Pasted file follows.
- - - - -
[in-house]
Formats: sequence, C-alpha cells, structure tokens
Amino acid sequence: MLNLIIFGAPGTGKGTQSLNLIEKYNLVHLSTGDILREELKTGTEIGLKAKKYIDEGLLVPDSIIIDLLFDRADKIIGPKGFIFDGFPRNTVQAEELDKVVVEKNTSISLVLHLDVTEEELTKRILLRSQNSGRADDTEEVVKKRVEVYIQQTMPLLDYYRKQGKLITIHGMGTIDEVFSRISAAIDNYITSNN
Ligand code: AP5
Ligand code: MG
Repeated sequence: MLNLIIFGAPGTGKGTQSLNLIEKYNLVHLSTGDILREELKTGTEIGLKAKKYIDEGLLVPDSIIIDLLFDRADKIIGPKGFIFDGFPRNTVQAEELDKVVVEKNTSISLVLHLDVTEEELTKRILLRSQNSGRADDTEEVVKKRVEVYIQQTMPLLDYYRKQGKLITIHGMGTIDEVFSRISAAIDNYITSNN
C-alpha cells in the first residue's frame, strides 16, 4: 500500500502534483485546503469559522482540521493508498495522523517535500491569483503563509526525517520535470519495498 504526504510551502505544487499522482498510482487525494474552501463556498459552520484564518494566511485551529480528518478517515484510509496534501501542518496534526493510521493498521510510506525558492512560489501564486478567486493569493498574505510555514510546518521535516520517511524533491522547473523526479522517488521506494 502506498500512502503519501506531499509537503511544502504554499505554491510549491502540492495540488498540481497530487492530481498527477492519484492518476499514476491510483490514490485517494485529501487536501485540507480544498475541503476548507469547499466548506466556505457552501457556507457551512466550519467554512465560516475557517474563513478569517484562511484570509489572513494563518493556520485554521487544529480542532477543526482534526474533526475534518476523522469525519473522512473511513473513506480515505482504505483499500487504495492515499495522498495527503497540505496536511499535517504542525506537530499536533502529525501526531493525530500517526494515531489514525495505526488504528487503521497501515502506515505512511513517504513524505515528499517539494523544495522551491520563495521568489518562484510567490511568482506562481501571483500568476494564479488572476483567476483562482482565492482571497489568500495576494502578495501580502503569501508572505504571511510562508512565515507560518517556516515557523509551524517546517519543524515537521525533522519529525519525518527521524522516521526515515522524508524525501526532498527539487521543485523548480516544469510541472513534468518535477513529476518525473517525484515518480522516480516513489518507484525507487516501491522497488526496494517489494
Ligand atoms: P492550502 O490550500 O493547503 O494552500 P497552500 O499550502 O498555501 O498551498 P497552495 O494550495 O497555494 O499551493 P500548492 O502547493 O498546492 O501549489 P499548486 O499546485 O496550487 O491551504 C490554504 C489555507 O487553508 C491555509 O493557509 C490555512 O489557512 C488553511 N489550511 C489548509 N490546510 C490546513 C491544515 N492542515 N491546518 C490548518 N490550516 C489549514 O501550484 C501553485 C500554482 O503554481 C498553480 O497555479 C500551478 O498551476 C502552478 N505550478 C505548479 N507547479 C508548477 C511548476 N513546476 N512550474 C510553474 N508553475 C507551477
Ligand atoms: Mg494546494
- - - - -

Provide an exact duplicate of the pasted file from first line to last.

[in-house]
Formats: sequence, C-alpha cells, structure tokens
Amino acid sequence: MLNLIIFGAPGTGKGTQSLNLIEKYNLVHLSTGDILREELKTGTEIGLKAKKYIDEGLLVPDSIIIDLLFDRADKIIGPKGFIFDGFPRNTVQAEELDKVVVEKNTSISLVLHLDVTEEELTKRILLRSQNSGRADDTEEVVKKRVEVYIQQTMPLLDYYRKQGKLITIHGMGTIDEVFSRISAAIDNYITSNN
Ligand code: AP5
Ligand code: MG
Repeated sequence: MLNLIIFGAPGTGKGTQSLNLIEKYNLVHLSTGDILREELKTGTEIGLKAKKYIDEGLLVPDSIIIDLLFDRADKIIGPKGFIFDGFPRNTVQAEELDKVVVEKNTSISLVLHLDVTEEELTKRILLRSQNSGRADDTEEVVKKRVEVYIQQTMPLLDYYRKQGKLITIHGMGTIDEVFSRISAAIDNYITSNN
C-alpha cells in the first residue's frame, strides 16, 4: 500500500502534483485546503469559522482540521493508498495522523517535500491569483503563509526525517520535470519495498 504526504510551502505544487499522482498510482487525494474552501463556498459552520484564518494566511485551529480528518478517515484510509496534501501542518496534526493510521493498521510510506525558492512560489501564486478567486493569493498574505510555514510546518521535516520517511524533491522547473523526479522517488521506494 502506498500512502503519501506531499509537503511544502504554499505554491510549491502540492495540488498540481497530487492530481498527477492519484492518476499514476491510483490514490485517494485529501487536501485540507480544498475541503476548507469547499466548506466556505457552501457556507457551512466550519467554512465560516475557517474563513478569517484562511484570509489572513494563518493556520485554521487544529480542532477543526482534526474533526475534518476523522469525519473522512473511513473513506480515505482504505483499500487504495492515499495522498495527503497540505496536511499535517504542525506537530499536533502529525501526531493525530500517526494515531489514525495505526488504528487503521497501515502506515505512511513517504513524505515528499517539494523544495522551491520563495521568489518562484510567490511568482506562481501571483500568476494564479488572476483567476483562482482565492482571497489568500495576494502578495501580502503569501508572505504571511510562508512565515507560518517556516515557523509551524517546517519543524515537521525533522519529525519525518527521524522516521526515515522524508524525501526532498527539487521543485523548480516544469510541472513534468518535477513529476518525473517525484515518480522516480516513489518507484525507487516501491522497488526496494517489494
Ligand atoms: P492550502 O490550500 O493547503 O494552500 P497552500 O499550502 O498555501 O498551498 P497552495 O494550495 O497555494 O499551493 P500548492 O502547493 O498546492 O501549489 P499548486 O499546485 O496550487 O491551504 C490554504 C489555507 O487553508 C491555509 O493557509 C490555512 O489557512 C488553511 N489550511 C489548509 N490546510 C490546513 C491544515 N492542515 N491546518 C490548518 N490550516 C489549514 O501550484 C501553485 C500554482 O503554481 C498553480 O497555479 C500551478 O498551476 C502552478 N505550478 C505548479 N507547479 C508548477 C511548476 N513546476 N512550474 C510553474 N508553475 C507551477
Ligand atoms: Mg494546494